What this means for investors is that shares in most public companies WILL NOT compound for the foreseeable future. Yes, the stock market will wiggle up and down during this time period (that’s normal), but it’s not compounding. The financial activity needed to compound value at public companies isn’t happening. Earnings per share will not increase beyond what we saw in 2019, and the intrinsic value of the corporation will not grow.
This set of circumstances does not bode well for future returns. So what can investors do to keep compounding during these difficult times?
Just Keep Compounding
While it might seem like something of a hopeless situation for those who wish to keep building wealth, all is not lost. There are still a few tried-and-true methods that will allow investors to keep compounding in these troubled times.
1. Pivot To What Works
The world is a constantly changing place; sometimes those changes happen very slowly, and sometimes very quickly. Good investors will adapt quickly and embrace change.
For example, in this time when all movie theaters are closed, investing in a movie company or a theater chain might not be the best investment. Instead, we can pivot to find stocks that are still thriving in the current environment — such as those seeing sales increases and a improving ROI. A online video game company might be one example of an entertainment stock that’s thriving in this environment when other entertainment businesses are suffering.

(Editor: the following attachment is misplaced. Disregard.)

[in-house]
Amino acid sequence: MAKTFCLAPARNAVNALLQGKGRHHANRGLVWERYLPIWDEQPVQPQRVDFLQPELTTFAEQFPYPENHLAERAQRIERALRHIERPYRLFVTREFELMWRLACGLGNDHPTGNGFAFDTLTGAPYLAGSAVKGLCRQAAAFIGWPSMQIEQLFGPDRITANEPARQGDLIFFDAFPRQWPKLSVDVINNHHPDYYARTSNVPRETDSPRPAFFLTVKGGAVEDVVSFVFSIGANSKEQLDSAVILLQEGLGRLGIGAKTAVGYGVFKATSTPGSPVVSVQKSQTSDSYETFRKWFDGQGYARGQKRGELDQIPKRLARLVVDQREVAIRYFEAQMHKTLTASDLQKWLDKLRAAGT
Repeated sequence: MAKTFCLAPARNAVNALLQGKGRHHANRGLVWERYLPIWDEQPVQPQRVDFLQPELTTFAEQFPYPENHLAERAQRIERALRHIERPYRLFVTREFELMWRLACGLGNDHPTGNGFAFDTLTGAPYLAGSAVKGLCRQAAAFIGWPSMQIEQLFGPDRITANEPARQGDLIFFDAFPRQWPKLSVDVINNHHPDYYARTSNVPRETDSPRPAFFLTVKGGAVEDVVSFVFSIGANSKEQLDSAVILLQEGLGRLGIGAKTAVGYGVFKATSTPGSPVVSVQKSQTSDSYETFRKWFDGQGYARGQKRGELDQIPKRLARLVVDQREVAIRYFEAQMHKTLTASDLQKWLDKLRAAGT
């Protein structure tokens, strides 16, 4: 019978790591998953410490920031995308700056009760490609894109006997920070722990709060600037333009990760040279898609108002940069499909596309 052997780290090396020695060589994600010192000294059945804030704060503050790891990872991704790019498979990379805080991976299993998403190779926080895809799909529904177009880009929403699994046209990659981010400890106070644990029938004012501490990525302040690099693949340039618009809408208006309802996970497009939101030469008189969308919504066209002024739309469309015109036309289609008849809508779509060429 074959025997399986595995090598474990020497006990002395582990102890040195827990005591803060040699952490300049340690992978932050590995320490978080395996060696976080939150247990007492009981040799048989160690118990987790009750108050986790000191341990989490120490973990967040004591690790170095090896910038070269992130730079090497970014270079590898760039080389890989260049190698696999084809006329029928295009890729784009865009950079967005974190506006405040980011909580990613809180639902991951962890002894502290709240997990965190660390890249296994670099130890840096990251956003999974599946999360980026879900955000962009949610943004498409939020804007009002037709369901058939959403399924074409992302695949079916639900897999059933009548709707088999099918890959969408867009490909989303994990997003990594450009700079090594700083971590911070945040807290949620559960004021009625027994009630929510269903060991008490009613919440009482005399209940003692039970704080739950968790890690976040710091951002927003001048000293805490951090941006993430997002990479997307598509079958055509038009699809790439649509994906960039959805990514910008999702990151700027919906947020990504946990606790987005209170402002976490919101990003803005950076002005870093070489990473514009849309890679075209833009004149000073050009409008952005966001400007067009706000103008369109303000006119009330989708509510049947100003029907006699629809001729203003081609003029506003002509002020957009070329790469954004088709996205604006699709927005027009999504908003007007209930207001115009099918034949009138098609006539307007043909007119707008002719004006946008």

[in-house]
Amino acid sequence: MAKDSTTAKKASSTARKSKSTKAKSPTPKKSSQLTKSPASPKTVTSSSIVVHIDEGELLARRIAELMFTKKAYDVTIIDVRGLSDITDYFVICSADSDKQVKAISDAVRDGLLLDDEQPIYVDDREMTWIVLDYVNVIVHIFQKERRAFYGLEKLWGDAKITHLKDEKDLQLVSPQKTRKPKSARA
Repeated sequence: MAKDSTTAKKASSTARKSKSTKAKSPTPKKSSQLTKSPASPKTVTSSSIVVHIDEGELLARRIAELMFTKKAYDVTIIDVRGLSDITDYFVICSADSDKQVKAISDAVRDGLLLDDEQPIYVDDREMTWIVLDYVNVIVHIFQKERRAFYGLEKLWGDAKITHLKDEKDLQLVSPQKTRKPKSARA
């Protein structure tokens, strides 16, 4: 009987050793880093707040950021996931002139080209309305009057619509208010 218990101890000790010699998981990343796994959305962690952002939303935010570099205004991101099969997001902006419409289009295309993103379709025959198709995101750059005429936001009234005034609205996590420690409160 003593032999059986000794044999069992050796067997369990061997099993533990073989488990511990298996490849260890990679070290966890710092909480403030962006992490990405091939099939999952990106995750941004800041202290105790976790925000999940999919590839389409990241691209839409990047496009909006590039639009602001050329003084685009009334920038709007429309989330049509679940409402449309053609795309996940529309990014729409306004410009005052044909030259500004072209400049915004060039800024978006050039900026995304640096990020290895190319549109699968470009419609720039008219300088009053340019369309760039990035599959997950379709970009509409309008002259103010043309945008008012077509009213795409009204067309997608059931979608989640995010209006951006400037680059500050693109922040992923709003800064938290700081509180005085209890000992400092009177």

(Note: I’m not saying a video game company is a good investment here — It’s just an example of an alternative entertainment business that’s thriving.)
Have I pivoted any of my own holdings? Recently we purchased shares of Home Depot (Symbol: HD) and Amgen (Symbol: AMGN) for our portfolio, and I consider these purchases something of a pivot. While I have long admired both of these businesses, very high-prices have always kept me from buying shares… until recently.
Then, the world changed, and stock prices dropped by about 35%. Suddenly those businesses looked like good values even though their shares were not dirt cheap. Considering the change in environment, these business will be set to thrive when others will struggling.
2. Tighten Your Belt And Externally Compound
When internal compounding isn’t happening, it’s the time to ramp up the external compounding. External compounding is the cash thrown off by your investments that you plow back into those investment assets. Typically this cash comes from bonds, interest income, preferred share, stock dividends, rents, and other passive income sources.
As you would expect, putting this cash to work instead of spending it, is the key to external compounding. Do whatever you can to keep that external compounding going — cut unnecessary expenses and get as frugal as possible.
Now is the time to tighten your belt, and invest as much as you can. If you have a job or side hustle, spend as little as possible and plow that cash into investments. It’s going to pay off later when those investments start to internally compound again (someday).
Simple, right? It sounds easy, but it’s often the simplest solutions that reap the largest rewards.
3. Reinvest Only Into Strong Businesses